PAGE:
A recent New York Times article detailed the climate-related pros and cons of using wood pellets for heating in the Southeast United States, along with the rural development and environmental justice costs and benefits of that region’s wood-pellet industry. Aspen CSG knows from its 35 years of work across the nation that rural America is not a monolith – and that economies, assets, cultures, populations and solutions vary widely across the nation. These regional differences matter. To understand the reality of a different region, we offer the perspective of Rob Riley, CEO of the Northern Forest Center.
In the Northeast, where snow regularly falls into late April, heating our homes and buildings accounts for 40.3 million tons a year of carbon dioxide emissions from more than 3.6 billion gallons of heating oil — not to mention the other fossil fuels used for heat.
With President Biden’s announcement of the goal to cut greenhouse gas emissions by more than 52% by 2030 comes a call to action that will impact the daily lives of every American. Immediately, some people thought of restrictions, upheaval, and a significant price tag.
Instead, we see an opportunity to address our region’s addiction to oil and put in place a climate-smart approach — one that is regionally appropriate, can have an immediate and cross-cutting impact on climate and community, and is ready for sustainable implementation.
Without doubt, our first responsibility is to reduce the amount of heat we use through increased energy efficiency measures. Second, we must reconsider the fuels we use and apply an all-renewables approach in this region, including a central role for modern wood heat. This is not an old wood stove, an outdoor wood furnace, or a wood electric plant; this is high-efficiency central heating that meets all EPA and state standards for particulate matter.
In the Northern Forest, we sustainably harvest timber as part of integrated forest management and use sawmill waste to create solid wood fuel that is delivered to homes just as oil and propane are. But, instead of contributing to the problem, modern wood heat reduces net carbon dioxide emissions by more than 50%.
Instead of contributing to the problem, modern wood heat reduces net carbon dioxide emissions by more than 50%.
It’s not intuitive that using wood for heat can reduce emissions. The explanation is complex, but it’s been tested and proven to be true here in the Northern Forest. When wood fuels harvested and manufactured in the Northern Forest are used instead of fossil fuels to heat buildings here, there is an immediate net carbon emissions reduction of 54% compared to oil and 59% compared to natural gas, according to independent, peer-reviewed lifecycle analysis.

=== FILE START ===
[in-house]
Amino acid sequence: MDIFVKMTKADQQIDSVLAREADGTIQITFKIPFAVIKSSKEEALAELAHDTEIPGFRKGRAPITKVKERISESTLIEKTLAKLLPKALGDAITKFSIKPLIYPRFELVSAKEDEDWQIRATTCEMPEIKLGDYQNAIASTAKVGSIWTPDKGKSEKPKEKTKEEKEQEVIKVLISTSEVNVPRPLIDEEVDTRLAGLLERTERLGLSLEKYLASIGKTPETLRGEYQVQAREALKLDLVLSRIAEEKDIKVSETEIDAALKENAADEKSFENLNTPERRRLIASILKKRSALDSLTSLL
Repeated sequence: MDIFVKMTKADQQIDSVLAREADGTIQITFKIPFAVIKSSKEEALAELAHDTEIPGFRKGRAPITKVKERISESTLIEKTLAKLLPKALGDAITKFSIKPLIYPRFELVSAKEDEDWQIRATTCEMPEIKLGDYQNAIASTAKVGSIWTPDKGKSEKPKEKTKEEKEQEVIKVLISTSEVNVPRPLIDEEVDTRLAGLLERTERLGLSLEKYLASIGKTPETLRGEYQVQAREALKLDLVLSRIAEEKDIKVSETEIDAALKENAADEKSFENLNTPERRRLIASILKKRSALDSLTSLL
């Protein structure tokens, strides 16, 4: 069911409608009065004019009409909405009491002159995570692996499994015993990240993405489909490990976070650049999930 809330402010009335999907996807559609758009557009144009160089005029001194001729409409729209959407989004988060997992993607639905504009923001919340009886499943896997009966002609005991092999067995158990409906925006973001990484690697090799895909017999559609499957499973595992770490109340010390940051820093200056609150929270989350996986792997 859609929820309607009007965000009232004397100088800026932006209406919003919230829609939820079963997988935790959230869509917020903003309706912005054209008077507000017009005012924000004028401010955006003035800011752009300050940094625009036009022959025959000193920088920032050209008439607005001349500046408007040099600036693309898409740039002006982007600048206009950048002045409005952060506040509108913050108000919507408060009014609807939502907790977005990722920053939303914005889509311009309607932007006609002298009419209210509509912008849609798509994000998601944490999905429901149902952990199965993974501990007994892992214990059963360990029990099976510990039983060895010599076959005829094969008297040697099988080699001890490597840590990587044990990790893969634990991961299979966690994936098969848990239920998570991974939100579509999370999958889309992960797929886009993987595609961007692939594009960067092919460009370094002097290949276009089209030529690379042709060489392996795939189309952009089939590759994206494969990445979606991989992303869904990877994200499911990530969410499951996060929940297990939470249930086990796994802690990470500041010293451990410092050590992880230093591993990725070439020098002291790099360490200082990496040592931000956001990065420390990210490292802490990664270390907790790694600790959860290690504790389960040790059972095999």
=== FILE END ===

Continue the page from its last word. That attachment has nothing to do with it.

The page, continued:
And — crucial to overcoming economic and social barriers to reducing emissions — modern wood heat also delivers high-quality jobs, cost savings, and other desirable community benefits.
Place matters in determining the impacts of our energy decisions. Stretching from Maine to New York, the 30-million-acre Northern Forest is the largest contiguous forest in the East and is predominantly privately owned. It has been actively managed for multiple forest products — timber, paper, energy, carbon — for well over a century, and yet it stands and is even expanding today. Currently, growth in the region’s forest exceeds harvest by more than 2:1; the forest can sequester massive amounts of carbon while also providing products that lessen our use of fossil fuels and other non-renewable materials.
Historic uses of the forest have changed. Many of the region’s paper mills that produced supplies for phone books, newspapers and magazines have closed. Some remain but require a smaller portion of the wood supply. The Northern Forest can provide, by one estimate, 20% of the Northeast’s space heating needs without cutting a single additional tree beyond historical levels. We have the capacity to reduce carbon emissions from oil heating here by more than 4.4 million tons annually with no further impact on the forest.
Forests are huge carbon sinks, critical to combating climate change. In the Northern Forest, modern wood heat supports forest stewardship that allows private landowners to keep growing trees and deliver carbon benefits along with clean water, outdoor recreation, and local jobs. It’s these multiple benefits that make modern wood heat so compelling. Rural people and communities don’t need to be looked down upon for their legacy natural resource economies. Instead, they can be embraced as stewards of the landscape — and part of the solution.
Rural people and communities don’t need to be looked down upon for their legacy natural resource economies. Instead, they can be embraced as stewards of the landscape — and part of the solution.
The case for wood heat may not make sense elsewhere, but it does in the Northern Forest. A climate-friendly solution for our need to heat is growing all around us. Through relatively modest federal investments in the wood heating sector and incentives like the new federal tax credit for modern wood heating appliances, this region can deliver its share of carbon reductions while also supporting vibrant rural communities and continuing to grow the forest that defines them.
This commentary is by Rob Riley, president of the Northern Forest Center, a regional innovation and investment partner that creates rural vibrancy across New York, Vermont, New Hampshire and Maine. The center co-founded the national Rural Development Innovation Group with the Aspen Institute Community Strategies Group and the U.S. Endowment for Forestry & Communities. This blog originally appeared as a guest commentary in VT Digger, Portland Press Herald and Adirondack Daily Enterprise.
Photo by Greg Comollo, courtesy of the Northern Forest Center.